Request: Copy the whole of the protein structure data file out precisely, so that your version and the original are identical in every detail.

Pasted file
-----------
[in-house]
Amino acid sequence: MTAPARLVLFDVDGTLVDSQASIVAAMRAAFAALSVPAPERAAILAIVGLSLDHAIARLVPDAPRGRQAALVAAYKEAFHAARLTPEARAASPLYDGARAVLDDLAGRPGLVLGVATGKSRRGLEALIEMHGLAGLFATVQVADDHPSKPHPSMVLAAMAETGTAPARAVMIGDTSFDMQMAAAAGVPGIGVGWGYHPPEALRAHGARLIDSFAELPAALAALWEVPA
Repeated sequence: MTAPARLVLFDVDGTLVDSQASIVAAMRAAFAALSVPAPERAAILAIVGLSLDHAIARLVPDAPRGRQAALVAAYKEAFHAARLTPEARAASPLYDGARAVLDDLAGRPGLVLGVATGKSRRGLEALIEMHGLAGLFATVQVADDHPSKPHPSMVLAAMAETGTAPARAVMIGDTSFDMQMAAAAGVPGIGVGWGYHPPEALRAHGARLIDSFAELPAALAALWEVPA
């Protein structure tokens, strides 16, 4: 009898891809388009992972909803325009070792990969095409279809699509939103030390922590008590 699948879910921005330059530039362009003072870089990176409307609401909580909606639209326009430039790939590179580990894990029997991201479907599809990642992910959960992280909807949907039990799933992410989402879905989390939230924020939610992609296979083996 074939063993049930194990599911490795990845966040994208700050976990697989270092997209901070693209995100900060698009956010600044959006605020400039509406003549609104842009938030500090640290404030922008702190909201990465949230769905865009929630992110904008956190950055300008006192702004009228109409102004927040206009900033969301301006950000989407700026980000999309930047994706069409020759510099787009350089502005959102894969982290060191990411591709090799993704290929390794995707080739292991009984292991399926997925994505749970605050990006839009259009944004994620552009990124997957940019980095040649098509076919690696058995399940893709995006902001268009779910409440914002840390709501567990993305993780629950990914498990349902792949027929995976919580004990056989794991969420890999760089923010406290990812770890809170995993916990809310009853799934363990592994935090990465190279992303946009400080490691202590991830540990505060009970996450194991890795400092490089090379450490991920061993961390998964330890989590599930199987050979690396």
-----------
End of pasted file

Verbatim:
[in-house]
Amino acid sequence: MTAPARLVLFDVDGTLVDSQASIVAAMRAAFAALSVPAPERAAILAIVGLSLDHAIARLVPDAPRGRQAALVAAYKEAFHAARLTPEARAASPLYDGARAVLDDLAGRPGLVLGVATGKSRRGLEALIEMHGLAGLFATVQVADDHPSKPHPSMVLAAMAETGTAPARAVMIGDTSFDMQMAAAAGVPGIGVGWGYHPPEALRAHGARLIDSFAELPAALAALWEVPA
Repeated sequence: MTAPARLVLFDVDGTLVDSQASIVAAMRAAFAALSVPAPERAAILAIVGLSLDHAIARLVPDAPRGRQAALVAAYKEAFHAARLTPEARAASPLYDGARAVLDDLAGRPGLVLGVATGKSRRGLEALIEMHGLAGLFATVQVADDHPSKPHPSMVLAAMAETGTAPARAVMIGDTSFDMQMAAAAGVPGIGVGWGYHPPEALRAHGARLIDSFAELPAALAALWEVPA
């Protein structure tokens, strides 16, 4: 009898891809388009992972909803325009070792990969095409279809699509939103030390922590008590 699948879910921005330059530039362009003072870089990176409307609401909580909606639209326009430039790939590179580990894990029997991201479907599809990642992910959960992280909807949907039990799933992410989402879905989390939230924020939610992609296979083996 074939063993049930194990599911490795990845966040994208700050976990697989270092997209901070693209995100900060698009956010600044959006605020400039509406003549609104842009938030500090640290404030922008702190909201990465949230769905865009929630992110904008956190950055300008006192702004009228109409102004927040206009900033969301301006950000989407700026980000999309930047994706069409020759510099787009350089502005959102894969982290060191990411591709090799993704290929390794995707080739292991009984292991399926997925994505749970605050990006839009259009944004994620552009990124997957940019980095040649098509076919690696058995399940893709995006902001268009779910409440914002840390709501567990993305993780629950990914498990349902792949027929995976919580004990056989794991969420890999760089923010406290990812770890809170995993916990809310009853799934363990592994935090990465190279992303946009400080490691202590991830540990505060009970996450194991890795400092490089090379450490991920061993961390998964330890989590599930199987050979690396």